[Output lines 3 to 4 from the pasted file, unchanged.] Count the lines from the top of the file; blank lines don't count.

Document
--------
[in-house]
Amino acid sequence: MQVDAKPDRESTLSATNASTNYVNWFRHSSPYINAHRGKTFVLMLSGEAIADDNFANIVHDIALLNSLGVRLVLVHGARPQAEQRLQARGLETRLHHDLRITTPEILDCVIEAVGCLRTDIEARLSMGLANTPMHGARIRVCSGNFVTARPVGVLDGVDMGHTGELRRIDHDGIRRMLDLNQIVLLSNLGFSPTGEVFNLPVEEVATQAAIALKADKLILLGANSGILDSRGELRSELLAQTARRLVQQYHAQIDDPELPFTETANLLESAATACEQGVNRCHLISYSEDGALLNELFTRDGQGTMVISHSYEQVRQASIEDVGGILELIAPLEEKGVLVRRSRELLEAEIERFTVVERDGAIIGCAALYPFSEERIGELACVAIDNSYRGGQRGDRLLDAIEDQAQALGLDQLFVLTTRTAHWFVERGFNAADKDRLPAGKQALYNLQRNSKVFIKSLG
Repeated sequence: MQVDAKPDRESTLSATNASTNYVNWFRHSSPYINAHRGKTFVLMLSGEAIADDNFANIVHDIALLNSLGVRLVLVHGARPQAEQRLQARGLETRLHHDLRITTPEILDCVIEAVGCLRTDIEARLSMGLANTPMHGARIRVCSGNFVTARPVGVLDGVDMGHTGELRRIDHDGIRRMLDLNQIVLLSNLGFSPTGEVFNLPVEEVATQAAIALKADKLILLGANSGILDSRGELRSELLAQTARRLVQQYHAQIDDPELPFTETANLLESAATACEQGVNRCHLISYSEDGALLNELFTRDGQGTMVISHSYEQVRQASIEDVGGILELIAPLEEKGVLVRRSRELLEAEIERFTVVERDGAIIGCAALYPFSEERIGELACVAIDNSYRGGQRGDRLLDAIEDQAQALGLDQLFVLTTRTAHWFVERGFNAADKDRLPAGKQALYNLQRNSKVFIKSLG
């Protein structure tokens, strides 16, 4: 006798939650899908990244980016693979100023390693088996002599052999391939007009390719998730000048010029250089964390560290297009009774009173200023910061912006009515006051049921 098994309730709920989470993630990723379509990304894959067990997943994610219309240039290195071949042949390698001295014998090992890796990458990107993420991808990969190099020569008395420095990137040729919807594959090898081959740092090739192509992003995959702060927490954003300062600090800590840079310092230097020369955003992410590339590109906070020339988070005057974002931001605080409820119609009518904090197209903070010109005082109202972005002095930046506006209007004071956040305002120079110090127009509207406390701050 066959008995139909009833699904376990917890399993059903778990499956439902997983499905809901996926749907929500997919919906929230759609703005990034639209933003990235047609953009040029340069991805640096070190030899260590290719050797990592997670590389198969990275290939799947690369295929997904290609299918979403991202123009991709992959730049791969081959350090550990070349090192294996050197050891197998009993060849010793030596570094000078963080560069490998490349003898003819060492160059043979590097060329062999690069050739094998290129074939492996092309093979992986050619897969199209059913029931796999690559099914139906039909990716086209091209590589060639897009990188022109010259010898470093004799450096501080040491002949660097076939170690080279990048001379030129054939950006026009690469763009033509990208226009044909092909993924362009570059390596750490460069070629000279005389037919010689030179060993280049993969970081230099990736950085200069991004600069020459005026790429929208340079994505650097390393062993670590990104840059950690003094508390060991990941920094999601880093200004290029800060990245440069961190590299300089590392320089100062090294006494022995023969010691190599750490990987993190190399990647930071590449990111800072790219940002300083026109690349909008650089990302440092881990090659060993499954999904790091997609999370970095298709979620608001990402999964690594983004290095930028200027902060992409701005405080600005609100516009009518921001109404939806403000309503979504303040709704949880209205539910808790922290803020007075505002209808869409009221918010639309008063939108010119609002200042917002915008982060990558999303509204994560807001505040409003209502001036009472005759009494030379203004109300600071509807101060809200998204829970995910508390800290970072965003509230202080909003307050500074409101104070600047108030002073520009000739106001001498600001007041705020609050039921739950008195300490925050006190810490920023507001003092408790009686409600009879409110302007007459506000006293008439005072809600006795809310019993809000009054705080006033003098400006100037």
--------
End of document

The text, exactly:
Repeated sequence: MQVDAKPDRESTLSATNASTNYVNWFRHSSPYINAHRGKTFVLMLSGEAIADDNFANIVHDIALLNSLGVRLVLVHGARPQAEQRLQARGLETRLHHDLRITTPEILDCVIEAVGCLRTDIEARLSMGLANTPMHGARIRVCSGNFVTARPVGVLDGVDMGHTGELRRIDHDGIRRMLDLNQIVLLSNLGFSPTGEVFNLPVEEVATQAAIALKADKLILLGANSGILDSRGELRSELLAQTARRLVQQYHAQIDDPELPFTETANLLESAATACEQGVNRCHLISYSEDGALLNELFTRDGQGTMVISHSYEQVRQASIEDVGGILELIAPLEEKGVLVRRSRELLEAEIERFTVVERDGAIIGCAALYPFSEERIGELACVAIDNSYRGGQRGDRLLDAIEDQAQALGLDQLFVLTTRTAHWFVERGFNAADKDRLPAGKQALYNLQRNSKVFIKSLG
């Protein structure tokens, strides 16, 4: 006798939650899908990244980016693979100023390693088996002599052999391939007009390719998730000048010029250089964390560290297009009774009173200023910061912006009515006051049921 098994309730709920989470993630990723379509990304894959067990997943994610219309240039290195071949042949390698001295014998090992890796990458990107993420991808990969190099020569008395420095990137040729919807594959090898081959740092090739192509992003995959702060927490954003300062600090800590840079310092230097020369955003992410590339590109906070020339988070005057974002931001605080409820119609009518904090197209903070010109005082109202972005002095930046506006209007004071956040305002120079110090127009509207406390701050 066959008995139909009833699904376990917890399993059903778990499956439902997983499905809901996926749907929500997919919906929230759609703005990034639209933003990235047609953009040029340069991805640096070190030899260590290719050797990592997670590389198969990275290939799947690369295929997904290609299918979403991202123009991709992959730049791969081959350090550990070349090192294996050197050891197998009993060849010793030596570094000078963080560069490998490349003898003819060492160059043979590097060329062999690069050739094998290129074939492996092309093979992986050619897969199209059913029931796999690559099914139906039909990716086209091209590589060639897009990188022109010259010898470093004799450096501080040491002949660097076939170690080279990048001379030129054939950006026009690469763009033509990208226009044909092909993924362009570059390596750490460069070629000279005389037919010689030179060993280049993969970081230099990736950085200069991004600069020459005026790429929208340079994505650097390393062993670590990104840059950690003094508390060991990941920094999601880093200004290029800060990245440069961190590299300089590392320089100062090294006494022995023969010691190599750490990987993190190399990647930071590449990111800072790219940002300083026109690349909008650089990302440092881990090659060993499954999904790091997609999370970095298709979620608001990402999964690594983004290095930028200027902060992409701005405080600005609100516009009518921001109404939806403000309503979504303040709704949880209205539910808790922290803020007075505002209808869409009221918010639309008063939108010119609002200042917002915008982060990558999303509204994560807001505040409003209502001036009472005759009494030379203004109300600071509807101060809200998204829970995910508390800290970072965003509230202080909003307050500074409101104070600047108030002073520009000739106001001498600001007041705020609050039921739950008195300490925050006190810490920023507001003092408790009686409600009879409110302007007459506000006293008439005072809600006795809310019993809000009054705080006033003098400006100037």